Big Bog State Recreation Area

Believe it or not, I have some new pictures to share. Between landscaping and training Cricket in the sport of agility, I just haven’t had any opportunity this year to pursue photography. But I took a couple of days this week to head up to north central Minnesota, and with the dog staying behind, I had a chance to do some shooting.

Unfortunately, the leaves haven’t really started turning up there. So I didn’t get the shots I thought I was going for. The week before I left, however, I discovered the existence of Big Bog State Recreation Area. So I decided to swing up that way, and that made the trip worth it.

There are two parts to Big Bog. The southern unit has the visitor center, and a fire tower you can climb. The tower overlooks Red Lake, but I was there to see the bog. So after buying my annual Minnesota State Park permit, I drove another 9 miles to the north unit. That’s where you’ll find the boardwalk into the bog.

To get to the boardwalk, you have to take a trail around a small lake. Here’s a view looking back at the information kiosk and dock:


Bogs are nutrient poor, so there’s not a lot of plant diversity there. I only saw a couple of these mushrooms, or I would have found one that didn’t have twigs running in front of it, but the bright red made it look kind of magical:


What drew me here, though, was the promise of seeing pitcher plants:


Pitcher plants deal with the limited availability of nutrients by preying on insects. See that dead bug floating in the water? That’s lunch. Not mine, fortunately. I packed in some trail mix to nibble on, and there was a peanut butter and honey sandwich waiting for me back at the car.


Take a close look at the inside of the plant, and you can see tiny white hairs lining the pitcher. These hairs point downward, making it easy for the insect to go in, but blocking their way if they try to climb back up.


In addition to carnivorous plants, there are a lot of tamarac and black spruce in the bog. This is a tamarac. Unlike other fir trees, tamarac needles turn yellow and drop in the fall. Kind of weird in a bog, because one of the interpretive signs mentioned that a lot of the plants there do not drop their leaves–an adaptation that preserves nutrients. But some of us dare to be different, and I guess that’s true of tamarac:


I have to give big thumbs up to this recreation area. The boardwalk is wonderful. It takes you a mile into the bog, allowing you to see a place you can’t walk into. Partly because you’d sink down into it. Partly because it would take years for your footprints to disappear, so this is one case where “leaving nothing but footprints” would ruin the experience for everyone else.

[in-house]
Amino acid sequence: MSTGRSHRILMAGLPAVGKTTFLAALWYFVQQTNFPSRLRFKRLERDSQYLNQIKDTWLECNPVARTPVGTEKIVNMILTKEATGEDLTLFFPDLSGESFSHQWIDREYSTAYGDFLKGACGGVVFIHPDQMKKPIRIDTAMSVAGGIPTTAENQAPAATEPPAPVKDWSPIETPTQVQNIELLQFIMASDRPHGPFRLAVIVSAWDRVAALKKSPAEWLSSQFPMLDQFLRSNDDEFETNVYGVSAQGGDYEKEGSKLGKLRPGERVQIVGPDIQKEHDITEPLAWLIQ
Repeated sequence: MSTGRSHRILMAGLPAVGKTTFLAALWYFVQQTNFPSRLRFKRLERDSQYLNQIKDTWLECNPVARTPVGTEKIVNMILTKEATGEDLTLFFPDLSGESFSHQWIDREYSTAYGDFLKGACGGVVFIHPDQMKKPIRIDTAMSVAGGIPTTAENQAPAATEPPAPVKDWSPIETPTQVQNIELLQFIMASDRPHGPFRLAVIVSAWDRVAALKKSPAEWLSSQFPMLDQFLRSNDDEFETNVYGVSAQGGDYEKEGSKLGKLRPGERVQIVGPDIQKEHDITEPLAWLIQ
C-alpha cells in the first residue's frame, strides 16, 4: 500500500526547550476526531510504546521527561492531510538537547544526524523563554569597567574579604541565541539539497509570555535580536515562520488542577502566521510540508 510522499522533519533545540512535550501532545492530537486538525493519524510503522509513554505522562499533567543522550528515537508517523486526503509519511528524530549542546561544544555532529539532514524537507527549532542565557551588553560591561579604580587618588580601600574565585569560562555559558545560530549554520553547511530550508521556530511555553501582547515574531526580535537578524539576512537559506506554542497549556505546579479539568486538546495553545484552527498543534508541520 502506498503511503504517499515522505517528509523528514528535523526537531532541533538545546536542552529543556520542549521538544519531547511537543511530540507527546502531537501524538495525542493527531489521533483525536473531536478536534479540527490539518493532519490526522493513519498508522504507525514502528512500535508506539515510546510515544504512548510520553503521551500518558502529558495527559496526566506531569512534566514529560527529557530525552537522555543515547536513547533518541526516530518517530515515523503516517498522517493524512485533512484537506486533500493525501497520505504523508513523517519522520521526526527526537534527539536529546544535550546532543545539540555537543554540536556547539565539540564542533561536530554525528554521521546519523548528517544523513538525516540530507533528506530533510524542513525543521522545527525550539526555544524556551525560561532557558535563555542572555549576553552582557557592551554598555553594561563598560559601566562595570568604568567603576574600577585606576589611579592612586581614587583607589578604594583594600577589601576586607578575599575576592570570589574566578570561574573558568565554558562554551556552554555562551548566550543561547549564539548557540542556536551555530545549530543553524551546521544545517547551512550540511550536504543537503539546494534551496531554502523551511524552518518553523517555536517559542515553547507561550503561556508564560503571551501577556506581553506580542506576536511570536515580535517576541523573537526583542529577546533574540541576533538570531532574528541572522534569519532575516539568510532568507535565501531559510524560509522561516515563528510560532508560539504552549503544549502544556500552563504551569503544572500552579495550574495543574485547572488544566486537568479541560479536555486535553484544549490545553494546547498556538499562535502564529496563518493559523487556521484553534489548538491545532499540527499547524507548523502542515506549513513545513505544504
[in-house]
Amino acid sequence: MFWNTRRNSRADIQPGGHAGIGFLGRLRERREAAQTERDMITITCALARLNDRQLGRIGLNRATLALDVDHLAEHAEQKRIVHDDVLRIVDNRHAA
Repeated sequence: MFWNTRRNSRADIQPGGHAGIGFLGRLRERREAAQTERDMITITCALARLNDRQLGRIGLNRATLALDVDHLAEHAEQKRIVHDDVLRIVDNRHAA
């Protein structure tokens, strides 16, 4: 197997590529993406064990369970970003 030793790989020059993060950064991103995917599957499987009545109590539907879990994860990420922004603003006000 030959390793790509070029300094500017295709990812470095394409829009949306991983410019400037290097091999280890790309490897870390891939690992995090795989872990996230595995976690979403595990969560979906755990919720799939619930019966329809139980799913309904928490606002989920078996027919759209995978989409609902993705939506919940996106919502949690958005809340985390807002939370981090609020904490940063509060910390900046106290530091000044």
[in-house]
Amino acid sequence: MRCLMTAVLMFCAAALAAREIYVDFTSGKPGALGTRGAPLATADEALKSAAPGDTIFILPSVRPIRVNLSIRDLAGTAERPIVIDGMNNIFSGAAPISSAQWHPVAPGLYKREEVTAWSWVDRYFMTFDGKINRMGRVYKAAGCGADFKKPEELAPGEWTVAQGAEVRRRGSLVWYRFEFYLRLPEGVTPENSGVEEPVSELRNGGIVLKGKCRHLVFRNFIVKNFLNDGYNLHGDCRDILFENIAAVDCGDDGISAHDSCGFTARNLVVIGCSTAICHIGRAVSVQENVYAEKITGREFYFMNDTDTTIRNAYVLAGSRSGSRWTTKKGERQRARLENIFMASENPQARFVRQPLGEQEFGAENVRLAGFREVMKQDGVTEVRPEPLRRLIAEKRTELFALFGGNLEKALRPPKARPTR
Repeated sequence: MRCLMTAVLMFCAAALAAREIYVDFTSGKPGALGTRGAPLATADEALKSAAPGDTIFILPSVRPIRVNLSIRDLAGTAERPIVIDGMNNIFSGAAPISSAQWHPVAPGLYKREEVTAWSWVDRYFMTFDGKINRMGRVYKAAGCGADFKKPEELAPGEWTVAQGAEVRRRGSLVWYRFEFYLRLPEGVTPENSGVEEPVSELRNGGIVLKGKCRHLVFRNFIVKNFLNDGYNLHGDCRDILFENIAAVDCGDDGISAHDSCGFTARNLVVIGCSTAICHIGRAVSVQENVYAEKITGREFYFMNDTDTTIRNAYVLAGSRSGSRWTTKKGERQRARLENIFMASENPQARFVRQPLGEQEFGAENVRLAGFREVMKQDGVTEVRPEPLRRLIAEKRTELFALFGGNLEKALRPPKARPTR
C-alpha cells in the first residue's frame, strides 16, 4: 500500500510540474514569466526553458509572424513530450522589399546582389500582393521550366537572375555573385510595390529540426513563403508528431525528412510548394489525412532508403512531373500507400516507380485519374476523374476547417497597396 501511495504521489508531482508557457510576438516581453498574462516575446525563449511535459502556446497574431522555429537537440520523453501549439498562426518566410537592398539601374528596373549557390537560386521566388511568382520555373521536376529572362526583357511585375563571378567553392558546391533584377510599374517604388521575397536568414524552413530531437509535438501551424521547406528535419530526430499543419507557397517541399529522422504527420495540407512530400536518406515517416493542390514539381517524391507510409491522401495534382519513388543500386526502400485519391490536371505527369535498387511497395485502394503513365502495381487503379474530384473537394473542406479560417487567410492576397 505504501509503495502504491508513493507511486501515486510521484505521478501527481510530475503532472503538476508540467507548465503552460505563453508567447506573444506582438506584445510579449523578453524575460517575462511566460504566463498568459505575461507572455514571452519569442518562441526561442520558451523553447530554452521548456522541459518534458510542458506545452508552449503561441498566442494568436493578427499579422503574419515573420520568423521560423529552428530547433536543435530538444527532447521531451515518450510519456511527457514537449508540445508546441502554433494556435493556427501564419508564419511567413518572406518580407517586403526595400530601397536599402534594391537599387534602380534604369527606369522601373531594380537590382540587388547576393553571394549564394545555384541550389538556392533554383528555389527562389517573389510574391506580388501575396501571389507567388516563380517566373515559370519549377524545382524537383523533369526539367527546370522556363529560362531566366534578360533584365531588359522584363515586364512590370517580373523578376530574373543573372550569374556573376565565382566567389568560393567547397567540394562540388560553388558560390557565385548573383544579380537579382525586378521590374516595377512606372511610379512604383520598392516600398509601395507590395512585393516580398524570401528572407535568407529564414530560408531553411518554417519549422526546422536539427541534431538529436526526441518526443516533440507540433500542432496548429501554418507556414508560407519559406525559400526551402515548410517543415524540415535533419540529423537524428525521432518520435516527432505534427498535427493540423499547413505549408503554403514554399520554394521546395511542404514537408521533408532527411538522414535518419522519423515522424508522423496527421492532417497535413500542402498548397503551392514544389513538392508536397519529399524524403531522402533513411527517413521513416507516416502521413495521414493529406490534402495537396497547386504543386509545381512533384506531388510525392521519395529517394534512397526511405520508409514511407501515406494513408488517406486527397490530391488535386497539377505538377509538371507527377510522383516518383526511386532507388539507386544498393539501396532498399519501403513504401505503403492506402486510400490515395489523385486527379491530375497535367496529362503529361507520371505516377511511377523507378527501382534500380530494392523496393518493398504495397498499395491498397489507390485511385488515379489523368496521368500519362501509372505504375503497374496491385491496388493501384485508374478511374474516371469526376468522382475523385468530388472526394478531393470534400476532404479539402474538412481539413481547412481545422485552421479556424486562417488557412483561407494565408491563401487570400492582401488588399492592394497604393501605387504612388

Anyway, there are ample benches along the way if you need to rest, and plenty of interpretive signs with fascinating information about the area and the plants you’re looking at.


See this opening, with trees lined up on either side? One hundred years ago, or so, they tried to drain the bog and turn it into farmland. So they dug trenches, and this is one of them. They failed to turn the bog into tillable land, and the farmers who had been encouraged to move here to farm the land couldn’t make it and left. Nature defeated human beings, but in the process, we left scars. One hundred years and the bog hasn’t fully recovered. Yup, I stayed on the boardwalk and didn’t leave even a single footprint out there:


The black spruce smelled wonderful. I had the entire place to myself for the three hours I spent there. Very peaceful, and worth the drive.


Back at the lake, I decided to take some shots to work on my handling of clouds. The challenging thing with a shot like this is that the sky is so much brighter than the ground, so it’s not possible for one exposure to do both justice. I have a filter that is dark on one half, and that’s supposed to compensate, but it’s never enough. So I finally did what I should have done all along…started learning how to make the compensations in Photoshop.

No doubt there are far more sophisticated techniques than what I used, but this is a good start, and you can find the instructions here.


My very last shot from the trip, and this one was just perfect straight out of the camera, save for cropping it to 5×7, and then reducing the size for this blog. I had seen a flock of turkeys on my way up here, so seeing cranberries on my way out got me looking forward to Thanksgiving:



About Amy Hunter

Amy Hunter is an avid gardener and occasional photographer.
This entry was posted in Landscape, Plants and tagged , , . Bookmark the permalink.

One Response to Big Bog State Recreation Area

  1. librarycris says:

    Lovely work, as always, Amy.

Leave a Reply

Fill in your details below or click an icon to log in: Logo

You are commenting using your account. Log Out /  Change )

Google+ photo

You are commenting using your Google+ account. Log Out /  Change )

Twitter picture

You are commenting using your Twitter account. Log Out /  Change )

Facebook photo

You are commenting using your Facebook account. Log Out /  Change )

Connecting to %s